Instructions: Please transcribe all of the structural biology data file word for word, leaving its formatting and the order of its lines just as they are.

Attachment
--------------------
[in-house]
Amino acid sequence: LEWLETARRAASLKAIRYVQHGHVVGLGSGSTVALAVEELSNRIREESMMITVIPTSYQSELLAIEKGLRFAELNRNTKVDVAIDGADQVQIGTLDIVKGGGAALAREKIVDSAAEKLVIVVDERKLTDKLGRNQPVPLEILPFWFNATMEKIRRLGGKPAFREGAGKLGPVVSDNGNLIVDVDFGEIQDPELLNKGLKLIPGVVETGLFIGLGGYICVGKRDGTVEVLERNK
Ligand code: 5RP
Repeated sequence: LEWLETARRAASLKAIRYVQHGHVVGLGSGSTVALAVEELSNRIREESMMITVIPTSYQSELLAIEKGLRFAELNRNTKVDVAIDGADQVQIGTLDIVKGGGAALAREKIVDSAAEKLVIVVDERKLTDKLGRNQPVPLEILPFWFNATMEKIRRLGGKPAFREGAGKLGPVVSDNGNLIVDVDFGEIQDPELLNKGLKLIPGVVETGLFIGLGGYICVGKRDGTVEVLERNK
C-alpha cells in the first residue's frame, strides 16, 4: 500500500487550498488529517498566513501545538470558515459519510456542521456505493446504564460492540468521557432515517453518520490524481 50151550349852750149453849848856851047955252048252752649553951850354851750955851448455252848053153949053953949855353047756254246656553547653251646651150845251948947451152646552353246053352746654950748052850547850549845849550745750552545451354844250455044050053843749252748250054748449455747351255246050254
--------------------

[in-house]
Amino acid sequence: LEWLETARRAASLKAIRYVQHGHVVGLGSGSTVALAVEELSNRIREESMMITVIPTSYQSELLAIEKGLRFAELNRNTKVDVAIDGADQVQIGTLDIVKGGGAALAREKIVDSAAEKLVIVVDERKLTDKLGRNQPVPLEILPFWFNATMEKIRRLGGKPAFREGAGKLGPVVSDNGNLIVDVDFGEIQDPELLNKGLKLIPGVVETGLFIGLGGYICVGKRDGTVEVLERNK
Ligand code: 5RP
Repeated sequence: LEWLETARRAASLKAIRYVQHGHVVGLGSGSTVALAVEELSNRIREESMMITVIPTSYQSELLAIEKGLRFAELNRNTKVDVAIDGADQVQIGTLDIVKGGGAALAREKIVDSAAEKLVIVVDERKLTDKLGRNQPVPLEILPFWFNATMEKIRRLGGKPAFREGAGKLGPVVSDNGNLIVDVDFGEIQDPELLNKGLKLIPGVVETGLFIGLGGYICVGKRDGTVEVLERNK
C-alpha cells in the first residue's frame, strides 16, 4: 500500500487550498488529517498566513501545538470558515459519510456542521456505493446504564460492540468521557432515517453518520490524481 50151550349852750149453849848856851047955252048252752649553951850354851750955851448455252848053153949053953949855353047756254246656553547653251646651150845251948947451152646552353246053352746654950748052850547850549845849550745750552545451354844250455044050053843749252748250054748449455747351255246050254